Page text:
Eventually, all that will remain will be the task with the error and its parent tasks which depend on it. At this point the job won't be able to proceed any farther, and it will enter the Error-Wait state. If the dispatching scheme is Spill-Over or Parallel then other jobs on the local queue will begin to run; if the scheme is Sequential then the entire job queue will also wait.

Tasks with errors can either be manually restarted or skipped. If automatic retries have been enabled on the Session->Preferences control panel, then the dispatcher will attempt to re-launch the command a fixed number of times.

Deleting Jobs, and the Dispatcher Lifetime

Jobs can be deleted simply by clicking on their entry in the Job Queue window and pressing the Backspace or Delete keys, or selecting Delete Job from the menu.

When currently active jobs are deleted, all of their active tasks are terminated and clean-up commands along DAG paths containing active tasks are executed. Also, by default, a dialog appears asking to confirm that you really want to delete an active job; this dialog can be disabled if desired.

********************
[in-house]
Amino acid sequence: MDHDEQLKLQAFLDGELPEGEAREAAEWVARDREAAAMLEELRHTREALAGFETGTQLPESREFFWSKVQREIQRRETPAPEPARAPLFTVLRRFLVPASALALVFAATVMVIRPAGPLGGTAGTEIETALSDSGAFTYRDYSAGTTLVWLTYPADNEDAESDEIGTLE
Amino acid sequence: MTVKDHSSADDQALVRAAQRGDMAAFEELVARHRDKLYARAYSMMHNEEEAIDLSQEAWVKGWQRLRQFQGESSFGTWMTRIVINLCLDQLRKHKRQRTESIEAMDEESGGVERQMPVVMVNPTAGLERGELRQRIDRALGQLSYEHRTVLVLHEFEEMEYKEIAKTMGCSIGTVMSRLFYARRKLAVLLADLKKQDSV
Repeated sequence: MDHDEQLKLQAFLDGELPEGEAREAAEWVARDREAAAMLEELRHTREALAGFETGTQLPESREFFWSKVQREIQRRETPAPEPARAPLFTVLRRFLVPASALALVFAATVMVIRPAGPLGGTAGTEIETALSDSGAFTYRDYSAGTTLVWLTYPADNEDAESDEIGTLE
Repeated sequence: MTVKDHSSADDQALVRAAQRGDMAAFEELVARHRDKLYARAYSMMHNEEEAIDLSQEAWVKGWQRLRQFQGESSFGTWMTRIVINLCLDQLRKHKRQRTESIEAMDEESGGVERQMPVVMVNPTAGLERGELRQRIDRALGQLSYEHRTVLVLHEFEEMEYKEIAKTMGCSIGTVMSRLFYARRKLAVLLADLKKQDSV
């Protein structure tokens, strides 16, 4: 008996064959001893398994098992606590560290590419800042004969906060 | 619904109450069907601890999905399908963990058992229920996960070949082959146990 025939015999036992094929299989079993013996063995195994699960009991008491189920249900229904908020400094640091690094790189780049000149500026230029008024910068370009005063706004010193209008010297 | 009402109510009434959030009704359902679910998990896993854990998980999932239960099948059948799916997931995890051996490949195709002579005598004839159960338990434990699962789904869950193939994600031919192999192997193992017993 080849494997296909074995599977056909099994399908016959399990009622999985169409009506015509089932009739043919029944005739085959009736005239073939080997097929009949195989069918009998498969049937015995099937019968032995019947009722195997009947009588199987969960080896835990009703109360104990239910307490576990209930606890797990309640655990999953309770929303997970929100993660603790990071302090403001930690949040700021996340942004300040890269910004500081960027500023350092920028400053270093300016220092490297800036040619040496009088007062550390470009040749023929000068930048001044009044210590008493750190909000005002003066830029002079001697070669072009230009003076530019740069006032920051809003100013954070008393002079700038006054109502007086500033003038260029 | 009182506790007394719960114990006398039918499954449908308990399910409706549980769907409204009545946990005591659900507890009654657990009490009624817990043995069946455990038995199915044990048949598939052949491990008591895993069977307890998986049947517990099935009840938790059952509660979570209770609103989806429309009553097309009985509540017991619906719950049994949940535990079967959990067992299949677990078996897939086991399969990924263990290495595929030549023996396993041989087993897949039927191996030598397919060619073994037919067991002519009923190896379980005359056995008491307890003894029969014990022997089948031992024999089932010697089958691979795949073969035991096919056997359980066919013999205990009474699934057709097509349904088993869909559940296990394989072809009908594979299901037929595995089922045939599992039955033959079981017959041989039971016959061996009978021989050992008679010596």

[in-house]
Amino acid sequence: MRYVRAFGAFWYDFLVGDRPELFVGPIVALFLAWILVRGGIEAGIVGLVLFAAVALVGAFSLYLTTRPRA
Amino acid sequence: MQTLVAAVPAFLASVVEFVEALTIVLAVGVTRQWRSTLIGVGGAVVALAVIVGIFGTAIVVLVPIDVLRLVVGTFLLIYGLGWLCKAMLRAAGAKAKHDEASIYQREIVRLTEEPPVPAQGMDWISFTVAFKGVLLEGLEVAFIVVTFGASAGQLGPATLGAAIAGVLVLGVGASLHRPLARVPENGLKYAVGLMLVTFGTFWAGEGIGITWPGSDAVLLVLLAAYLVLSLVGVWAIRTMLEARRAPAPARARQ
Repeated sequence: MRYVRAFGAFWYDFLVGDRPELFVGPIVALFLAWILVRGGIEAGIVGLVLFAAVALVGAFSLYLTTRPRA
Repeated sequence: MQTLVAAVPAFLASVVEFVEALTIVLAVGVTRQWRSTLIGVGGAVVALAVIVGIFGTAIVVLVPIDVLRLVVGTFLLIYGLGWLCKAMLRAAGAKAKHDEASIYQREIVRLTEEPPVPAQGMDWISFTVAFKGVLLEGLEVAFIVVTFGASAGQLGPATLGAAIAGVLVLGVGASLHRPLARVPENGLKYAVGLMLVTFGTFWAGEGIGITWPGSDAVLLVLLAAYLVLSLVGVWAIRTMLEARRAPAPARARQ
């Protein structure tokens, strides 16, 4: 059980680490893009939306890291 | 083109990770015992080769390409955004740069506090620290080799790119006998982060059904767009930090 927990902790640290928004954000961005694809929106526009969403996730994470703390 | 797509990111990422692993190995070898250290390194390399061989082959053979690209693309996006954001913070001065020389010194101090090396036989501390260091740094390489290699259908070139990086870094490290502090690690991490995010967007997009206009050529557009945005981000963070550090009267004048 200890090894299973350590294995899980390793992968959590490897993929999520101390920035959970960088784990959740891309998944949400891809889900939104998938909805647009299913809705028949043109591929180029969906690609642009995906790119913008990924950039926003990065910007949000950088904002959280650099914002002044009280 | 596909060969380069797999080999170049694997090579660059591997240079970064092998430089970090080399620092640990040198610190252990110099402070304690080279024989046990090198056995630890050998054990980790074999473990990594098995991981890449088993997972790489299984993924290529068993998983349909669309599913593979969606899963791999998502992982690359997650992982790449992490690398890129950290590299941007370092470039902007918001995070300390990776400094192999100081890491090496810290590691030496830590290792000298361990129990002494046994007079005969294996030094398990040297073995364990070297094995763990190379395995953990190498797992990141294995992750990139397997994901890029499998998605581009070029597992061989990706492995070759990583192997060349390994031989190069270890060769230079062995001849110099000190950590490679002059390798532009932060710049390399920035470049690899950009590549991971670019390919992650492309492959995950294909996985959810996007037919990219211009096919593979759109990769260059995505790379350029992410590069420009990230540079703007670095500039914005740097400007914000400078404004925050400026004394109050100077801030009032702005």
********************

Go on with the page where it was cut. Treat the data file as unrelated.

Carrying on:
There is also an automatic job deletion preference setting which will automatically delete done jobs or maintain a short list of the most recently completed jobs while deleting older ones.

When a job is deleted, all output logs and status information are also deleted, therefore it is sometimes useful to retain jobs until you've had a chance to look for unusual output. Job can be browsed from either the Job Detail Window or via the web interface, both of which rely on a running dispatcher to supply status information.

By default, the dispatcher doesn't exit until all jobs have been deleted from the Job Queue. This conservative approach ensures that job status information is available for done and active jobs until a person chooses to delete the jobs. The dispatcher will therefore continue to run, even when all the user interfaces have been closed. Alternatively, there is a preference setting which specifies that the dispatcher should delete all done jobs when the last UI closes, and it can therefore shutdown as well.